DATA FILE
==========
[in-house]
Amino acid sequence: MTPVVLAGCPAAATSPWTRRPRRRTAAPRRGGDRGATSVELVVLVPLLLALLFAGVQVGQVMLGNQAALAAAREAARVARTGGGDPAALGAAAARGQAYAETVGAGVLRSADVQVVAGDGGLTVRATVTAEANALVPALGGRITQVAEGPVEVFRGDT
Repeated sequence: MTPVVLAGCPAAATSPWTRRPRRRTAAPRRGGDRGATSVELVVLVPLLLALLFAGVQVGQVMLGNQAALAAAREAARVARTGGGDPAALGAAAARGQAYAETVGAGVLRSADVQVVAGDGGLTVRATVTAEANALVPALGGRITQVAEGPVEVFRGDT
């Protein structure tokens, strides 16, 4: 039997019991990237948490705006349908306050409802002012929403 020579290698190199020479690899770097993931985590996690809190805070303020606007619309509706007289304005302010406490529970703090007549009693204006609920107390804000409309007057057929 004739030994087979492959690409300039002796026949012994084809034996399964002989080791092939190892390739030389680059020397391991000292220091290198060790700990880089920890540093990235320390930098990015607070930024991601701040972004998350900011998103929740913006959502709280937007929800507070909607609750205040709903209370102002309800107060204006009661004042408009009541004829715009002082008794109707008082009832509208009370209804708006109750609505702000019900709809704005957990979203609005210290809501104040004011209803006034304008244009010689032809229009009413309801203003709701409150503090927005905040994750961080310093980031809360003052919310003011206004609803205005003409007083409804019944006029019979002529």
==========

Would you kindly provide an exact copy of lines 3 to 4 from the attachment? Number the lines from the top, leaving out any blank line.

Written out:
Repeated sequence: MTPVVLAGCPAAATSPWTRRPRRRTAAPRRGGDRGATSVELVVLVPLLLALLFAGVQVGQVMLGNQAALAAAREAARVARTGGGDPAALGAAAARGQAYAETVGAGVLRSADVQVVAGDGGLTVRATVTAEANALVPALGGRITQVAEGPVEVFRGDT
């Protein structure tokens, strides 16, 4: 039997019991990237948490705006349908306050409802002012929403 020579290698190199020479690899770097993931985590996690809190805070303020606007619309509706007289304005302010406490529970703090007549009693204006609920107390804000409309007057057929 004739030994087979492959690409300039002796026949012994084809034996399964002989080791092939190892390739030389680059020397391991000292220091290198060790700990880089920890540093990235320390930098990015607070930024991601701040972004998350900011998103929740913006959502709280937007929800507070909607609750205040709903209370102002309800107060204006009661004042408009009541004829715009002082008794109707008082009832509208009370209804708006109750609505702000019900709809704005957990979203609005210290809501104040004011209803006034304008244009010689032809229009009413309801203003709701409150503090927005905040994750961080310093980031809360003052919310003011206004609803205005003409007083409804019944006029019979002529």